David Cameron says tackling Far Eastern rip-offs of British cars is "top of his list" after a furore over a Chinese car nearly identical to the Range Rover Evoque.
The Prime Minister told the Post he intended to take the issue up with political leaders in China after Jaguar Land Rover complained nothing had been done to combat persistent copying.
While the car giant's growth has come on the back of soaring sales in the Far East, it has become frustrated at spending billions of pounds a year in research and development - largely in the West Midlands - but seeing rip-off versions sold in China for a fraction of the price.
Mr Cameron said, if he were re-elected, he would be taking the issue up with China's President Xi Jinping later this year. It is absolutely top of my list," he said. "I will be going back to China, if I win the election, on trade missions and political visits.
"The president of China is coming here in the autumn and frankly this will be top of my list. We want a good trading relationship with China. I want a free trade agreement between Europe and China.
"I want us to access Chinese markets - I remember how exciting it was when some of those direct flights started from Birmingham Airport.
"But it has got to be done on a fair basis. You can't have Chinese companies ripping off brands and stealing intellectual property in the way that sometimes presently happens.
"I think it is really quite chilling that this can be happening with cars. The investment in R&D - and I have seen it for myself - the 3D models and design and the massive amount of work that goes into producing a quality product, the idea that that can just be ripped off and re-badged is just not acceptable."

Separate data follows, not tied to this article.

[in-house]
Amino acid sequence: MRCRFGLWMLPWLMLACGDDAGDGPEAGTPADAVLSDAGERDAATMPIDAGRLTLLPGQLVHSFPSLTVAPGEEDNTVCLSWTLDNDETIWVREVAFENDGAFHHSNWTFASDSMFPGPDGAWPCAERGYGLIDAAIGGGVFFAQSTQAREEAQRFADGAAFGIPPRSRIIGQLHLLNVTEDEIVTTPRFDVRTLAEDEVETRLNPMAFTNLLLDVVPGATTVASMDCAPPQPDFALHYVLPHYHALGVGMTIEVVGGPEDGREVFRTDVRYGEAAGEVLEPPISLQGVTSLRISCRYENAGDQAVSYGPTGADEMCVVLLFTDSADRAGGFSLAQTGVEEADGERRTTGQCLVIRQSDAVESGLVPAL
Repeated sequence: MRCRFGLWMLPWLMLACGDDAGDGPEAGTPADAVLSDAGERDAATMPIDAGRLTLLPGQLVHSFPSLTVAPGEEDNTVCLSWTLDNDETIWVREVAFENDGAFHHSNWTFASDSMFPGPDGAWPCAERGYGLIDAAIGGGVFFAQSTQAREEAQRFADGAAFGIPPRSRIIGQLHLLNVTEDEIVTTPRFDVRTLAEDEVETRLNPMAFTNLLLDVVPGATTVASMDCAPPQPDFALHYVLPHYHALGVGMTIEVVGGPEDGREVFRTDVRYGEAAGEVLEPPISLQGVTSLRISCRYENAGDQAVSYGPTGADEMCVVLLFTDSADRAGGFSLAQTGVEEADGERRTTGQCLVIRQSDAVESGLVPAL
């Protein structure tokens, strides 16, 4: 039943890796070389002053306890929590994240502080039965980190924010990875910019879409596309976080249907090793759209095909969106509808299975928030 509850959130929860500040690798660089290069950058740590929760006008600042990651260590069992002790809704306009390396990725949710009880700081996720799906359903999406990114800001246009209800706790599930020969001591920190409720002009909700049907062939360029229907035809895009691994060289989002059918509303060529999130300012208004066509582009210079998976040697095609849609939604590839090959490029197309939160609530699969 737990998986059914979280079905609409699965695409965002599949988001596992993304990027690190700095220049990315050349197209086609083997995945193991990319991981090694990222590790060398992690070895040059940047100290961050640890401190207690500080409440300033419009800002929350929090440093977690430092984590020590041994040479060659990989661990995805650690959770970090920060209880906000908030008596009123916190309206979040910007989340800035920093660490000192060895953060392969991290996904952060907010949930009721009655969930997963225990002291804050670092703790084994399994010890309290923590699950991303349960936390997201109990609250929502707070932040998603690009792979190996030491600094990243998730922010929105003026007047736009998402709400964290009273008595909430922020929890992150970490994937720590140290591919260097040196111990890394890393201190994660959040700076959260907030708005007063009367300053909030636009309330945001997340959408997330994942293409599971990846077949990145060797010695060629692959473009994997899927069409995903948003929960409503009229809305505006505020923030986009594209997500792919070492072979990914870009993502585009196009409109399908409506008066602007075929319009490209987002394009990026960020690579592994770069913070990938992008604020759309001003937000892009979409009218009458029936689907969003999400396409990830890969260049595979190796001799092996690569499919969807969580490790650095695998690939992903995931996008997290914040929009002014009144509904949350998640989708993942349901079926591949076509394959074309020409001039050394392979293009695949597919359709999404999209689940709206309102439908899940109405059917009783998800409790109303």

The Midland car-maker had pledged to take legal action against Chinese carmaker LandWind over its proposed X7 model which bears a striking resemblance to the Evoque.
The row erupted in November last year just weeks after Jaguar Land Rover opened its first Chinese car factory near Shanghai in a joint venture with Chery, creating 2,000 new jobs.
However, its chief executive Ralf Speth was downbeat on the subject, saying: "There are no laws to protect us."
More than a quarter of Jaguars and Land Rovers sold last year were in the China region - a total of 122,010.
However, Jaguar Land Rover spent £2.75 billion last year on research and development, largely in the West Midlands, and has called for better copyright protection.
Mr Cameron told the Post the issue showed the merit of deals like the controversial Transatlantic Trade and Investment Partnership (TTIP) which aimed to bring down regulatory barriers to trade.
He explained: "One of the reasons for wanting trade deals is that is exactly what you can get stuck into.
"The people who say 'don't do trade deals, don't have TTIP', they are totally wrong. It is through those trade deals that you can have the necessary regulation to stop what is happening."
Lord Kumar Bhattacharyya, founder of Warwick Manufacturing Group, where much of JLR's research and development is carried out, admitted it was a frustration.
The Labour peer, who was key to Tata Motors' takeover of the car giant, said: "Everybody is frustrated by this - whether it is Chanel perfume or watches, they will do it and there is very little you can do to stop it.
"It is good to see some protest over this but stopping it will be up to the rules and regulations in China."
The Prime Minister was speaking to the Post on a visit to the Longbridge development.
It came just days after both Tory and Labour candidates for the Northfield constituency - Rachel Maclean and Richard Burden - called for Aston Martin, which is reportedly planning to invest in another plant, to plump for Longbridge.
Mr Cameron agreed it sounded like a good idea.
He said: "I would agree, yes, absolutely. I think there is great potential here. One of the exciting things about this plan is you have got the retail, you have got the residential, you have got the anchor tenants like Bournville College and the hotel but also there is the chance of more manufacturing and business jobs.
"The company has been building speculatively and if the economy keeps moving there is no reason why manufacturers, engineers and others shouldn't come here."